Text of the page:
At the beginning of 2016, I remember that every time I went back home, I was kinda shocked of seeing most of my photos documented the tragic fate of the children of Aleppo who remain, in my eyes, the saddest victims of the war. Indeed, they often had their hobbies and their dreams disrupted, not to mention that the war also deprived too many of them of their lives.
In a way, that kind of photos was not really planned out. I just used to pick this up being always listening to my feelings. Despite that was the most painful thing I have ever seen and definitely, if there's no camera there was absolutely no way I can ever describe this. My camera is the only ally, It takes away all my fears and convinces me that it's the only possible tool I could use to translate both my appalling and happy feelings.
Moreover, I consider that my father's death was a big turning point in my images, it was also necessary that I act, that I make myself useful and that I can testify. I wanted to show the truth to the world, and very quickly, I had this reflex to photograph. I grabbed my camera, and I did not let it go. 
Aleppo, once Syria’s largest city and the country’s financial and industrial center, was a key battleground in the war between forces loyal to President Bashar al-Assad and rebels who wanted to overthrow him. For four years the city had been roughly divided in half, with the opposition controlling the east and the government the west. As fighting intensified in 2016, the rebels became increasingly besieged. Of the roughly 250,000 people who remained trapped in eastern Aleppo, around 100,000 were children. Besieged civilians faced severe food and fuel shortages, and basic infrastructure and healthcare facilities were obliterated.
Despite several international attempts at negotiating a ceasefire and allowing civilians passage out of eastern Aleppo, fighting escalated and people remained. Civil defense workers said civilians were mistrustful of government offers of safe passage; the government said rebels were preventing people from leaving. Some were simply reluctant to abandon their homes and property. On 15 December the warring sides reached a ceasefire deal, and on 22 December, following days of evacuations, the Syrian government announced that it had taken control of the city.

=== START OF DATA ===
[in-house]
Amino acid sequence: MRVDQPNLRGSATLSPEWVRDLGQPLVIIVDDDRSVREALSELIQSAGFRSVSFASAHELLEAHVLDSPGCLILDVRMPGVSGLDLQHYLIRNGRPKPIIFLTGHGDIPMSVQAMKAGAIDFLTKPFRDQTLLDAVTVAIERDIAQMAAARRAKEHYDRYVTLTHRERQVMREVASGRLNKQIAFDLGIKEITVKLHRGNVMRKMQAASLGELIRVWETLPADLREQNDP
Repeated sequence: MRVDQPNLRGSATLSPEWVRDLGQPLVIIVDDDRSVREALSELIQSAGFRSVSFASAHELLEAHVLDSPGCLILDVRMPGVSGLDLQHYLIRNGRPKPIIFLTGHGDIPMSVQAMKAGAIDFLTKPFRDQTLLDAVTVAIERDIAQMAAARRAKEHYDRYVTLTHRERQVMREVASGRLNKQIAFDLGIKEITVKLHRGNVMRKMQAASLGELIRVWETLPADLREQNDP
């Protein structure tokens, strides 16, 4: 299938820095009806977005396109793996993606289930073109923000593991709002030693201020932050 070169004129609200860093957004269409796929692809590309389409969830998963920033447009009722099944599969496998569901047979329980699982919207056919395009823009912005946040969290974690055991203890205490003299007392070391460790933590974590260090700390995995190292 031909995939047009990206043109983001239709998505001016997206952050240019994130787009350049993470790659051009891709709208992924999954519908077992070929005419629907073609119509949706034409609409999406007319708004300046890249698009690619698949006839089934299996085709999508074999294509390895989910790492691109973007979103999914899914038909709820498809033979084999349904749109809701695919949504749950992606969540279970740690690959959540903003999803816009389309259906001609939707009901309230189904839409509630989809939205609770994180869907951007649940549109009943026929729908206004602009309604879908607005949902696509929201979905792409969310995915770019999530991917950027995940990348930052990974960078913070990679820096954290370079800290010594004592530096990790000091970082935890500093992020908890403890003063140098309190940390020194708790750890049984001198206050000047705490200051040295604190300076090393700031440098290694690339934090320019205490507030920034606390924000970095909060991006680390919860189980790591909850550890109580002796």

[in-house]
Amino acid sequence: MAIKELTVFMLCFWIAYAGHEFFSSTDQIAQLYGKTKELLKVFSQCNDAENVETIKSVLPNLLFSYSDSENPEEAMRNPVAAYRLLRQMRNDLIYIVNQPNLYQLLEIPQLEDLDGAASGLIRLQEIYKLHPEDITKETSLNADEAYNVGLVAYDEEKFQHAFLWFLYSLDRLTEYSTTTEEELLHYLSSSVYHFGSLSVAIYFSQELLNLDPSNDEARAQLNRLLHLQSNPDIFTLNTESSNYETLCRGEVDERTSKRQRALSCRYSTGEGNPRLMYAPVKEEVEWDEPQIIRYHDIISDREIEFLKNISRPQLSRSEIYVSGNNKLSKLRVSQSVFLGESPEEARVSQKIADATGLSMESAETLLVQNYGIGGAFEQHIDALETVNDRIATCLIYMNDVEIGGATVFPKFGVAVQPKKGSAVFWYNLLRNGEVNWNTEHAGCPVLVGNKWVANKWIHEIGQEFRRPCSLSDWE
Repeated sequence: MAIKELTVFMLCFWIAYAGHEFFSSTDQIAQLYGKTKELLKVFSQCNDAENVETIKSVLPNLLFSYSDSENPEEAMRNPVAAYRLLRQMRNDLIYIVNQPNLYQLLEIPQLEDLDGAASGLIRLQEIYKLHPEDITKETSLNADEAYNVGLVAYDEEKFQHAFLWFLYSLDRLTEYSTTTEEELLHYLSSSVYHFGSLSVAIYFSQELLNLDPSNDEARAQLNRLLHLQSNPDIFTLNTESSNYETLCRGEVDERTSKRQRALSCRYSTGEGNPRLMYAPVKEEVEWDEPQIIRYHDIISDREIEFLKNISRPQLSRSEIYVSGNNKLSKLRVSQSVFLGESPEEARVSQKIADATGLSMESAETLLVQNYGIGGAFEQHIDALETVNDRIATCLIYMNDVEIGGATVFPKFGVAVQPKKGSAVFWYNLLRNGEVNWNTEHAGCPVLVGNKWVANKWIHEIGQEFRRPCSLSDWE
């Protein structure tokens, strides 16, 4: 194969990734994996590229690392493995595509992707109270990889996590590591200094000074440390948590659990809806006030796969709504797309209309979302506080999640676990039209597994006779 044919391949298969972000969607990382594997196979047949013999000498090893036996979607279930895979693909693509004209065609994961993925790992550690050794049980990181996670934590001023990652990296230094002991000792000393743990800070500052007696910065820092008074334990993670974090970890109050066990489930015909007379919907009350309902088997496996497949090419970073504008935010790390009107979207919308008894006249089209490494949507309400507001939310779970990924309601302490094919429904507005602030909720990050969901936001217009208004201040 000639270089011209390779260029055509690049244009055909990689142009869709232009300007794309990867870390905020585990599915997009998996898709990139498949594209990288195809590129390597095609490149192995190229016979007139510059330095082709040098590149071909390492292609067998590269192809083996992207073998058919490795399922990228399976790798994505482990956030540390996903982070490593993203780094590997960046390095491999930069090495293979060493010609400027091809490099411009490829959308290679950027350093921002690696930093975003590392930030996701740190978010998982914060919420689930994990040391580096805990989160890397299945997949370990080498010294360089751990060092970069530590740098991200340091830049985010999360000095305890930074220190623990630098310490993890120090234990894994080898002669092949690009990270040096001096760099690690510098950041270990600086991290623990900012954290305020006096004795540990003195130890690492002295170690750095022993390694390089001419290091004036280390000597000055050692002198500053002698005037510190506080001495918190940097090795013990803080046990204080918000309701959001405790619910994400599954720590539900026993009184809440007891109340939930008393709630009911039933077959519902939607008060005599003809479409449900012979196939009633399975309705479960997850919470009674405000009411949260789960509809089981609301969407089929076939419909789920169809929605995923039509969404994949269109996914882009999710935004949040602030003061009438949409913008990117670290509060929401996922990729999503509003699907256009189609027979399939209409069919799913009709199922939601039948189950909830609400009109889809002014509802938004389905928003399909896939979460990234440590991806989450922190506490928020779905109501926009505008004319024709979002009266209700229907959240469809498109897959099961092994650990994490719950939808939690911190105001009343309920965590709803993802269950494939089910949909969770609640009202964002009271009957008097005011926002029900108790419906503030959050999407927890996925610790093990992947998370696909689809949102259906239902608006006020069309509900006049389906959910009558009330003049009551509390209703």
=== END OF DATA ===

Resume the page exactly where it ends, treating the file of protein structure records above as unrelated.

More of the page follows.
22 April, 2016
A man and boy evacuate an area in the rebel-held Hayy Aqyul neighborhood of Aleppo, following an airstrike.
28 April, 2016
Rescuers remove a baby from the rubble of a destroyed building in the al-Kalasa neighborhood.
25 August, 2016
A man carries a wounded baby from the rubble, following a reported barrel-bomb attack on the rebel-held Bab al-Nairab neighborhood of Aleppo.​​​​​​​
27 August, 2016
A White Helmet civil defense volunteer evacuates a dead baby and a wounded child in the Maadi district of eastern Aleppo.
23 September, 2016
Men mourn over the body of a baby, following bombardment of the al-Marja neighborhood.
04 October, 2016
A member of the civil defense volunteer group known as the White Helmets holds the body of a child, pulled from the rubble following an airstrike on the rebel-held neighborhood of Karm Homad in Aleppo.
24 July, 2016
A man holds the body of his child after it was rescued from under the rubble of buildings destroyed in an airstrike on the rebel-held neighborhood of al-Marjah in Aleppo.
24 November, 2016
Syrian civil defense volunteers, known as the White Helmets, rescue a boy from the rubble following a reported barrel-bomb attack on the Bab al-Nairab neighborhood of Aleppo.
10 September, 2016
Men remove a victim from the rubble in the Bustan al-Qasr neighborhood, following an airstrike.
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